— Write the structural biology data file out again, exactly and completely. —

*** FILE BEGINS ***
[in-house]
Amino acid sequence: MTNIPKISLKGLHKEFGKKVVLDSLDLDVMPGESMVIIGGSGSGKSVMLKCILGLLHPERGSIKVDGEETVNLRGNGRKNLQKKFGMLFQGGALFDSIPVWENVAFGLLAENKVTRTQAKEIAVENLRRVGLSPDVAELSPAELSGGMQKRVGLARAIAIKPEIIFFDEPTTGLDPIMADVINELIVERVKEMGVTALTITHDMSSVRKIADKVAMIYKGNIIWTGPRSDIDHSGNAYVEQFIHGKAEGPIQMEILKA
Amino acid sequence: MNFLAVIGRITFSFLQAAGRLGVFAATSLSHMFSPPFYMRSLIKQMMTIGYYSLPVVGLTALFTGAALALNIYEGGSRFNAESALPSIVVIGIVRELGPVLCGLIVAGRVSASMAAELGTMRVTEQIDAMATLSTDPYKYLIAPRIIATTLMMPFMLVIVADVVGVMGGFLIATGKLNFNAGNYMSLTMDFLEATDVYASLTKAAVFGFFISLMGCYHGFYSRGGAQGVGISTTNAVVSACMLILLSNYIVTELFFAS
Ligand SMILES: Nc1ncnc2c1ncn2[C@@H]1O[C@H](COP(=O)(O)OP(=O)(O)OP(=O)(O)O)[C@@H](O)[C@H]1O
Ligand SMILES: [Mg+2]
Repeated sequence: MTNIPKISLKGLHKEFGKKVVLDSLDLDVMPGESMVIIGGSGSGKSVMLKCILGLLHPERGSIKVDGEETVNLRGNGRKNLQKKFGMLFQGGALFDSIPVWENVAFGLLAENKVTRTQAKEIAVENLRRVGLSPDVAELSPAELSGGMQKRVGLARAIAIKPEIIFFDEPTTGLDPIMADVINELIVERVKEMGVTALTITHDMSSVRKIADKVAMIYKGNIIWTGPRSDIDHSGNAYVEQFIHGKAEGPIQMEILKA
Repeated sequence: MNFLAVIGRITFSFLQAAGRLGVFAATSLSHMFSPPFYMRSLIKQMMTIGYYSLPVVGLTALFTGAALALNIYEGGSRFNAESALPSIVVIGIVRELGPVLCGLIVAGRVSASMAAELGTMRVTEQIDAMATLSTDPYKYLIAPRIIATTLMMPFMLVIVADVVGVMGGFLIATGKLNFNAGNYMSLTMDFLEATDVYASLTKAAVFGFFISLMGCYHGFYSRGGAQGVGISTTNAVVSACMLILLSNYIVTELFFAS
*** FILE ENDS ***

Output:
[in-house]
Amino acid sequence: MTNIPKISLKGLHKEFGKKVVLDSLDLDVMPGESMVIIGGSGSGKSVMLKCILGLLHPERGSIKVDGEETVNLRGNGRKNLQKKFGMLFQGGALFDSIPVWENVAFGLLAENKVTRTQAKEIAVENLRRVGLSPDVAELSPAELSGGMQKRVGLARAIAIKPEIIFFDEPTTGLDPIMADVINELIVERVKEMGVTALTITHDMSSVRKIADKVAMIYKGNIIWTGPRSDIDHSGNAYVEQFIHGKAEGPIQMEILKA
Amino acid sequence: MNFLAVIGRITFSFLQAAGRLGVFAATSLSHMFSPPFYMRSLIKQMMTIGYYSLPVVGLTALFTGAALALNIYEGGSRFNAESALPSIVVIGIVRELGPVLCGLIVAGRVSASMAAELGTMRVTEQIDAMATLSTDPYKYLIAPRIIATTLMMPFMLVIVADVVGVMGGFLIATGKLNFNAGNYMSLTMDFLEATDVYASLTKAAVFGFFISLMGCYHGFYSRGGAQGVGISTTNAVVSACMLILLSNYIVTELFFAS
Ligand SMILES: Nc1ncnc2c1ncn2[C@@H]1O[C@H](COP(=O)(O)OP(=O)(O)OP(=O)(O)O)[C@@H](O)[C@H]1O
Ligand SMILES: [Mg+2]
Repeated sequence: MTNIPKISLKGLHKEFGKKVVLDSLDLDVMPGESMVIIGGSGSGKSVMLKCILGLLHPERGSIKVDGEETVNLRGNGRKNLQKKFGMLFQGGALFDSIPVWENVAFGLLAENKVTRTQAKEIAVENLRRVGLSPDVAELSPAELSGGMQKRVGLARAIAIKPEIIFFDEPTTGLDPIMADVINELIVERVKEMGVTALTITHDMSSVRKIADKVAMIYKGNIIWTGPRSDIDHSGNAYVEQFIHGKAEGPIQMEILKA
Repeated sequence: MNFLAVIGRITFSFLQAAGRLGVFAATSLSHMFSPPFYMRSLIKQMMTIGYYSLPVVGLTALFTGAALALNIYEGGSRFNAESALPSIVVIGIVRELGPVLCGLIVAGRVSASMAAELGTMRVTEQIDAMATLSTDPYKYLIAPRIIATTLMMPFMLVIVADVVGVMGGFLIATGKLNFNAGNYMSLTMDFLEATDVYASLTKAAVFGFFISLMGCYHGFYSRGGAQGVGISTTNAVVSACMLILLSNYIVTELFFAS